Since my team placed 3rd in the Fall, we qualified for ISU’s National Cyber Defense Competition this Spring. This was a slightly different competition than the ones I have competed in before, mainly because the scenario was slightly different this time around. It was unique for a few reasons: unusual applications and services were required, plentiful competition-day anomalies, and an additional service that was added to the scenario less than a day before the competition started. There were a lot of flags to protect, and to be captured.The scenario essentially stated that we were a SaaS company that provided hosting and application programming services. We were required to implement the following services: DNS for our domain, a highly-vulnerable custom web application that contained sensitive company data, a chat service of our choosing, remote desktop, method for backups, a Nagios monitoring service, and a “beta” Python application that was given to us just before the competition. For added benefit, we also introduced a gateway firewall, Active Directory server, and Splunk monitoring. This was a challenging, but also exciting and rewarding, scenario. My two main responsibilities were securing the web application and implementing the Splunk system.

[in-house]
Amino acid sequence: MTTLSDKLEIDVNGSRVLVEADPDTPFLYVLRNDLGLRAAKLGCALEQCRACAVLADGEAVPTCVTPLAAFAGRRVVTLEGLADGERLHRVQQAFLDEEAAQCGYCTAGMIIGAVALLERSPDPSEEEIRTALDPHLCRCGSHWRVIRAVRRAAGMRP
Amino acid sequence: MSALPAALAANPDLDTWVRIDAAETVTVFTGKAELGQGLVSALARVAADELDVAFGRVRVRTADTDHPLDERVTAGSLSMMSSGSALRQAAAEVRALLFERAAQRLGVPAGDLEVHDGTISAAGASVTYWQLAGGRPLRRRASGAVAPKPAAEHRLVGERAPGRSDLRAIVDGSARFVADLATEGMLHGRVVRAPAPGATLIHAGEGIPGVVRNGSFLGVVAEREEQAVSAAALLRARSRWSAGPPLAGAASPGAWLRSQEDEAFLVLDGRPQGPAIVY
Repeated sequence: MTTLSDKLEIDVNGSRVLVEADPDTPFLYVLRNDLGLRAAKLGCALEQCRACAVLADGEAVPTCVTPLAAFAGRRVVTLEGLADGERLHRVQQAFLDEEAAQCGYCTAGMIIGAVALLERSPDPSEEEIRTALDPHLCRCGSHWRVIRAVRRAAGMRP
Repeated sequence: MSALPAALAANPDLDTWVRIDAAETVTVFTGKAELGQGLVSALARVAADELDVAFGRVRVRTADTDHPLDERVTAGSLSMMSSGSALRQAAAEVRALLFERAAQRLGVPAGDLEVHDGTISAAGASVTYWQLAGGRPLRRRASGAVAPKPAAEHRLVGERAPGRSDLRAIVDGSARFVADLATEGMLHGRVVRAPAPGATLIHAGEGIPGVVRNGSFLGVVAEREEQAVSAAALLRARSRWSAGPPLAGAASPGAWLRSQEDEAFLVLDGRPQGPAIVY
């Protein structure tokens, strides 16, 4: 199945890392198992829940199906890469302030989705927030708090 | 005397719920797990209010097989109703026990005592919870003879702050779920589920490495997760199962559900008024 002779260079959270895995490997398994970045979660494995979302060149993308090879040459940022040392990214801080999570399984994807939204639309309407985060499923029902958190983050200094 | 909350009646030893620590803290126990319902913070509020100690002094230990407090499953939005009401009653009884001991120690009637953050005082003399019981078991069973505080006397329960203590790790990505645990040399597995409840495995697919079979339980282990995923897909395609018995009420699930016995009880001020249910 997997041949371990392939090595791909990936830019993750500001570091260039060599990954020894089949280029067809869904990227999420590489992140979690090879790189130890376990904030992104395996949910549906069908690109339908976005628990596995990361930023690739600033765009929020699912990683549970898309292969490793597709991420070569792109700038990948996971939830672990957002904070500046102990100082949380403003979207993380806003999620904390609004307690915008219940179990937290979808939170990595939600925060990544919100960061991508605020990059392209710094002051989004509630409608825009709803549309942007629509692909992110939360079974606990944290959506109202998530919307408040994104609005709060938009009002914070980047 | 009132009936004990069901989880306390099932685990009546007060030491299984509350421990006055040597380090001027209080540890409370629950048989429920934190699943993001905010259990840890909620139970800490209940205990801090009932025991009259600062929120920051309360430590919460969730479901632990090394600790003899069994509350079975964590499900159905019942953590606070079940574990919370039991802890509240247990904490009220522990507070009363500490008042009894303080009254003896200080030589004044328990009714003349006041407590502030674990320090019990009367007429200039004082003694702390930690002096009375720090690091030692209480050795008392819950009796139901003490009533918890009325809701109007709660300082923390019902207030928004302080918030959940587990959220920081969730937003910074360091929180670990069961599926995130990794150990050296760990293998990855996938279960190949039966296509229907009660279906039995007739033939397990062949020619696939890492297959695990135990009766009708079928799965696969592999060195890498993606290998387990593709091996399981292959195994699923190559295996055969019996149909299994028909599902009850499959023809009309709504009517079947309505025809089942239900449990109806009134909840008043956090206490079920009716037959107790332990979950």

The web application was very insecure mainly because it was written in ANSI C, had numerous OWASP Top 10 vulnerabilities, and multiple malicious backdoors. I will most likely have a separate write up just for that application because I would like my main focus here to be on the overview of the competition and what we could have done better. In addition to securing the web application, I was tasked with monitoring our network using Splunk, which is an operational intelligence platform. I used this software to gain insight into our network and to make sense of the data our systems were generating. It was very useful because the whole team could log in and use Splunk’s web interface to search and parse log files and look at metrics relating to their assigned services. It was really neat to see visualizations of what was happening to our services and network. Below I’ve included some graphs and results we received from Splunk throughout the day.